Feb 03 2012
parent Manfred Nowak <svv1999 hotmail.com> writes:
H. S. Teoh wrote:

 If this was code generated by an external utility

I wasn't argumenting for using external utilities, but against the argument, that separating code for separatable phases would obfuscate the code.
 for more than one _needed_ phase

compile-time validation of generated code

The proof for more than one needed phase is missing and I doubt that there is one, because validation is part of checking contracts, which are not included in the `-release' compilation by definition. -manfred
Feb 04 2012
prev sibling parent reply Timon Gehr <timon.gehr gmx.ch> writes:
On 02/03/2012 12:22 AM, H. S. Teoh wrote:
 I'm experimenting with pluggable expression parser modules, and I'm
 wondering if I can use CTFE to build parser tables and such. What are
 the current limitations of CTFE? Are dynamic arrays of structs
 supported? Associative arrays?  What about compile-time cross-module
 initialization?

 The idea is to have a library of modules that parse different kinds of
 expressions, and depending on which subset of modules are actually
 imported into the main program, the capability of the generated parser
 will vary. E.g., the basic parser understands only scalar expressions;
 import the vector module and it gets extended to handle vector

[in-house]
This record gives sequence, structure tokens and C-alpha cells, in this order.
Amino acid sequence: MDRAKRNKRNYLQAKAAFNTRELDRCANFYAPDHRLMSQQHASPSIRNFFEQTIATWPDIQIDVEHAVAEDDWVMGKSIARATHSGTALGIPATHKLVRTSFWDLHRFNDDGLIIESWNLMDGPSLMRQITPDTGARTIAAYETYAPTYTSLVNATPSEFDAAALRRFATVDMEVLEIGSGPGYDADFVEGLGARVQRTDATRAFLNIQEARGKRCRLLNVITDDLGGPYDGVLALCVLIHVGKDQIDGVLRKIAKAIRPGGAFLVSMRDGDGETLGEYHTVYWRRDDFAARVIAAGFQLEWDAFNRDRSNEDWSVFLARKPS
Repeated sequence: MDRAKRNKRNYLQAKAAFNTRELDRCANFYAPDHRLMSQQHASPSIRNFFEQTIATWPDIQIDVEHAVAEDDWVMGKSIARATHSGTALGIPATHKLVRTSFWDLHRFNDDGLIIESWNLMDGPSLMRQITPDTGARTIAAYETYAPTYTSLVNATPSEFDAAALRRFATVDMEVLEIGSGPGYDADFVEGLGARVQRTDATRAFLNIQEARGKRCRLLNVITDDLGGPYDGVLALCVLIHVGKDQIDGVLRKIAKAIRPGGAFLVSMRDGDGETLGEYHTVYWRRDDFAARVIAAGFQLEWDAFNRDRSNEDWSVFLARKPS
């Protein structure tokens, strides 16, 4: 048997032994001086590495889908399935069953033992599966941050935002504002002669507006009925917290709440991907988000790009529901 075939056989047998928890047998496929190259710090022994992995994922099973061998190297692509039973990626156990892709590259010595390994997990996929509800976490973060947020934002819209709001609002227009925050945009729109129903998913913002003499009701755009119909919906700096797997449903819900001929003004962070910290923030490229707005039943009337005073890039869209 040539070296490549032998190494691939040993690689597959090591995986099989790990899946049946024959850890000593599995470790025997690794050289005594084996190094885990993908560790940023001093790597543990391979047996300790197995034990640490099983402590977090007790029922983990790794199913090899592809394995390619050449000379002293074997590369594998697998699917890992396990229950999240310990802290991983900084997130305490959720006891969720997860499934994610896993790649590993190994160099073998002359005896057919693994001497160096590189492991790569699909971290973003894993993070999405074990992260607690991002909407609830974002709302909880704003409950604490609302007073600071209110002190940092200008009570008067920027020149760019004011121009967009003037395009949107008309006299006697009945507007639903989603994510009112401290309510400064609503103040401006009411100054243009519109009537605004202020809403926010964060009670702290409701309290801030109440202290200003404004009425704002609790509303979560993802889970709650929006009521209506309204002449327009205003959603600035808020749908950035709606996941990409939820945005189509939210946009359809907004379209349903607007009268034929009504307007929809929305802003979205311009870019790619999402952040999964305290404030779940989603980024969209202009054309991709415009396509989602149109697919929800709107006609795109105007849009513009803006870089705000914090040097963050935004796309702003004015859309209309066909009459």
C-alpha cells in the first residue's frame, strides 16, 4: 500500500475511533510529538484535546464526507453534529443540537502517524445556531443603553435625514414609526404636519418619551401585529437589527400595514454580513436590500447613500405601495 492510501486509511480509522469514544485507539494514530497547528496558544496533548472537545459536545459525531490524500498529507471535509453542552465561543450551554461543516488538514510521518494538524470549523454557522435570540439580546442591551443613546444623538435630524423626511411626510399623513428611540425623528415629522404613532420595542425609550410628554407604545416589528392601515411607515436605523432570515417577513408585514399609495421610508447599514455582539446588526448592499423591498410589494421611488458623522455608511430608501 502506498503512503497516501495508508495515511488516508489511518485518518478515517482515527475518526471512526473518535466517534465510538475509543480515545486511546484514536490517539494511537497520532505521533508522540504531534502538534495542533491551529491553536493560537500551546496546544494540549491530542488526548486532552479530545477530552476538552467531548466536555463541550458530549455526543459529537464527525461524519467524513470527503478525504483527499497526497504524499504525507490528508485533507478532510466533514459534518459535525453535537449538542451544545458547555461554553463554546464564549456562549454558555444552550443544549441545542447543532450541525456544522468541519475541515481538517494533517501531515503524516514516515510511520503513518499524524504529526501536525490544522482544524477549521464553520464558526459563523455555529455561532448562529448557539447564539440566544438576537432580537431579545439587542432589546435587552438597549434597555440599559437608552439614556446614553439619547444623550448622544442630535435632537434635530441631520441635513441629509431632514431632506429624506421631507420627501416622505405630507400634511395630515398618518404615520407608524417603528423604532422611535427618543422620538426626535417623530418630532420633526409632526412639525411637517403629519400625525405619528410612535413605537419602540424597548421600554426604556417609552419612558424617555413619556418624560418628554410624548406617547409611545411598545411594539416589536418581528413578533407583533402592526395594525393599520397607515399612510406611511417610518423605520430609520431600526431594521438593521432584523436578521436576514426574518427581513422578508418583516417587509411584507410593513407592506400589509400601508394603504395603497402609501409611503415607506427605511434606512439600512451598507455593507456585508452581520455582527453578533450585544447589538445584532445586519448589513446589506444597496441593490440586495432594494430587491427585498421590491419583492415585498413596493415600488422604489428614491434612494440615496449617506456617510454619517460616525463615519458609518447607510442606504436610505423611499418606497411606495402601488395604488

expressions; import another module and it understands other kinds of
 expressions (matrices, etc.).  The parser will be fully specified at
 compile-time (I'm not planning to support dynamically loading parsing
 modules), so ideally this should be possible to handle using CTFE.

 Or is this just a fool's errand?

This should work just fine. There is at least one compile-time parser generator for D around, but I cannot find it.
 On another level, how far are we expecting CTFE to go eventually? In my
 mind, the ideal situation would be that CTFE can replace writing an
 arbitrarily complex helper program that generates D code (either
 functions or data, etc.) which then gets incorporated into the main
 program.


 T

It can already do that! mixin(arbitrarily_complex_helper_function());
Feb 03 2012
parent "H. S. Teoh" <hsteoh quickfur.ath.cx> writes:
On Sat, Feb 04, 2012 at 01:54:55AM +0100, Timon Gehr wrote:
[...]
On another level, how far are we expecting CTFE to go eventually? In
my mind, the ideal situation would be that CTFE can replace writing
an arbitrarily complex helper program that generates D code (either
functions or data, etc.) which then gets incorporated into the main
program.


[...]
 
 It can already do that!
 
 mixin(arbitrarily_complex_helper_function());